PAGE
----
Pope Francis will consecrate Russia and Ukraine to the Immaculate Heart of Mary during a penitential prayer service in St. Peter’s Basilica on 25th March, the Vatican said.
On the same day, the Vatican said, Cardinal Konrad Krajewski, the papal almoner, will carry out a similar consecration at the Shrine of Our Lady of Fatima in Portugal.
According to the Vatican’s translation of the messages of Fatima, when Mary appeared to the three shepherd children in Fatima in 1917, she told them: “God wishes to establish in the world devotion to my Immaculate Heart. If what I say to you is done, many souls will be saved, and there will be peace.”
Warning of “war, famine, and persecutions of the church and of the Holy Father,” Mary told the children, “to prevent this, I shall come to ask for the consecration of Russia to my Immaculate Heart.”
Some groups have continued to argue that Mary’s wish was never fulfilled or that it was never done properly because the pope consecrated the world and not “Russia.” The Vatican, however, has insisted St. John Paul II did so in 1984 when he led the world’s bishops in the consecration of Russia and the world. The late Sister Lucia dos Santos, the last surviving visionary and the one who received the instructions for the consecration, had said that it was properly performed.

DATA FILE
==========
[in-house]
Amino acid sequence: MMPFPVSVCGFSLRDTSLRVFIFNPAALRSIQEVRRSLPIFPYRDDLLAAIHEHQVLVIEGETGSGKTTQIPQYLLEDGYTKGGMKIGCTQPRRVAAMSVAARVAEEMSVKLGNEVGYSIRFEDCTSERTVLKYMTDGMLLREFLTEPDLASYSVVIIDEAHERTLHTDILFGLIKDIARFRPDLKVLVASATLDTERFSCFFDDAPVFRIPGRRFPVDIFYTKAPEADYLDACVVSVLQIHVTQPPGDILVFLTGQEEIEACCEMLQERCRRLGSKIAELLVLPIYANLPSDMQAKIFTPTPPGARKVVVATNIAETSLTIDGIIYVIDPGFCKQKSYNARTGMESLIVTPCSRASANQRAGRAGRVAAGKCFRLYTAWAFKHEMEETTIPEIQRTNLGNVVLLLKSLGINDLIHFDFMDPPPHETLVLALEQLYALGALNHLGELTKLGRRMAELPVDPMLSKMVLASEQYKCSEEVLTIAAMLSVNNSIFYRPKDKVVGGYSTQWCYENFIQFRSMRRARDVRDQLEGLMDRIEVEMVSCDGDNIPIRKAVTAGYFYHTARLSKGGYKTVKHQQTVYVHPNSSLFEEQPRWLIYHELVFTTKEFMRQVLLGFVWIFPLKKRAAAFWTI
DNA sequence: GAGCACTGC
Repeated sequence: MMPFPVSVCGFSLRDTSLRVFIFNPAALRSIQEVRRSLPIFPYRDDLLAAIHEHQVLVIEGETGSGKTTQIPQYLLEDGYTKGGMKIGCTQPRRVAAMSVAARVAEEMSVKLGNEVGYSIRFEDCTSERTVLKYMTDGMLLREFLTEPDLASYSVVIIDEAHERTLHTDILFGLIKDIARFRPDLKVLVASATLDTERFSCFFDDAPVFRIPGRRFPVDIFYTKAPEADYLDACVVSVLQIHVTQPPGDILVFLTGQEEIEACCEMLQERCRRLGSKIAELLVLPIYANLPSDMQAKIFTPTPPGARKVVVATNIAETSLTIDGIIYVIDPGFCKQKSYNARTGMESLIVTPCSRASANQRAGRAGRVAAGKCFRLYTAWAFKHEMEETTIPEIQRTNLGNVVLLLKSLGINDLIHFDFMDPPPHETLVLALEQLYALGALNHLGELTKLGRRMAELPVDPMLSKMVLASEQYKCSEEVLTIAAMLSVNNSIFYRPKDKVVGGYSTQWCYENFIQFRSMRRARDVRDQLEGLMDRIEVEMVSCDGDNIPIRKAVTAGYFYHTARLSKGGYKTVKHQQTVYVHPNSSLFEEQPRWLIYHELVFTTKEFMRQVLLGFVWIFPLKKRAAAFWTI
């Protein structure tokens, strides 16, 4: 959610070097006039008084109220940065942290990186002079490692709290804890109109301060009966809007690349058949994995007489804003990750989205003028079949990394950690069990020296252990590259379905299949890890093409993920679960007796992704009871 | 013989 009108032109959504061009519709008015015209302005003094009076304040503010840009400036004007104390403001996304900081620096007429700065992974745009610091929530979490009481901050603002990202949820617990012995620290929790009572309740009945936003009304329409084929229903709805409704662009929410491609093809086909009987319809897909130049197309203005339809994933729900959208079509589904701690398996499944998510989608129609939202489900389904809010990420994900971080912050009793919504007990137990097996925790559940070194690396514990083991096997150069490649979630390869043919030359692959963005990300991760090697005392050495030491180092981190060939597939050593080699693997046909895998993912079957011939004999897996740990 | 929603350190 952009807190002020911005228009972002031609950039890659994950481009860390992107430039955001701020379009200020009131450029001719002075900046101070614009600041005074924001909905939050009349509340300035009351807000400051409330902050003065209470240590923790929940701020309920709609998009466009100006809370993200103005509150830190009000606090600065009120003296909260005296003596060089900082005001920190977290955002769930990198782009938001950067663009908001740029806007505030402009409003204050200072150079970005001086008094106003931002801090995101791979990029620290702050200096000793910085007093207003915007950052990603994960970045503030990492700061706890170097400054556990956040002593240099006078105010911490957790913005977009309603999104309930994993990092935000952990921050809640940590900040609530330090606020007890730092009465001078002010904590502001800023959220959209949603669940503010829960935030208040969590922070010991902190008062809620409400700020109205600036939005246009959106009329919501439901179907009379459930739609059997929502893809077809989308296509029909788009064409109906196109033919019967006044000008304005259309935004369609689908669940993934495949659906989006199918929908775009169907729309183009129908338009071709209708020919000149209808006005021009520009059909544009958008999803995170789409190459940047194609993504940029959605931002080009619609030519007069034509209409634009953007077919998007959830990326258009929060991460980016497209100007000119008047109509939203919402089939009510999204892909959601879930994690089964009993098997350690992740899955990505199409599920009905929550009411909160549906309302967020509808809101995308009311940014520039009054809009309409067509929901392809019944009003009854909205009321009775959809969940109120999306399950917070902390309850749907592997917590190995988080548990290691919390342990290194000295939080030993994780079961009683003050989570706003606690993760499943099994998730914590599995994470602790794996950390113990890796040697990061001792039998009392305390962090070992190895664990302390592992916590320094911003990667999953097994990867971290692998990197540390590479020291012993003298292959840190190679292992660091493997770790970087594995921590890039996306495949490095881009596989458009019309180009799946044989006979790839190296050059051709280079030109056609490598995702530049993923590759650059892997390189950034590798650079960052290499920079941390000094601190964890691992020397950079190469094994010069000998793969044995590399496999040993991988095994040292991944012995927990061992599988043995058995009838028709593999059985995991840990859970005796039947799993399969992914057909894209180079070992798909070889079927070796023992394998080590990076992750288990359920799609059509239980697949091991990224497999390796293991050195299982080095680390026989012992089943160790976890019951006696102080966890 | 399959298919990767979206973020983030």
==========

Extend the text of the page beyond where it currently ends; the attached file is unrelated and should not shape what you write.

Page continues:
At his Sunday recitations of the Angelus since Russia invaded Ukraine on 24th February, people have been showing up in St. Peter’s Square with signs asking the pope for the consecration of Russia or of Russia and Ukraine to Mary.
The Fatima message promised: “If my requests are heeded, Russia will be converted, and there will be peace; if not, she will spread her errors throughout the world, causing wars and persecutions of the church. The good will be martyred; the Holy Father will have much to suffer; various nations will be annihilated.”
But, the message continued: “In the end, my Immaculate Heart will triumph. The Holy Father will consecrate Russia to me, and she shall be converted, and a period of peace will be granted to the world.”
Picture: A sign in St. Peter’s Square calls for the consecration of Russia and Ukraine to Mary, before the start of Pope Francis’ Angelus at the Vatican on 13th March 2022. (CNS photo/Paul Haring)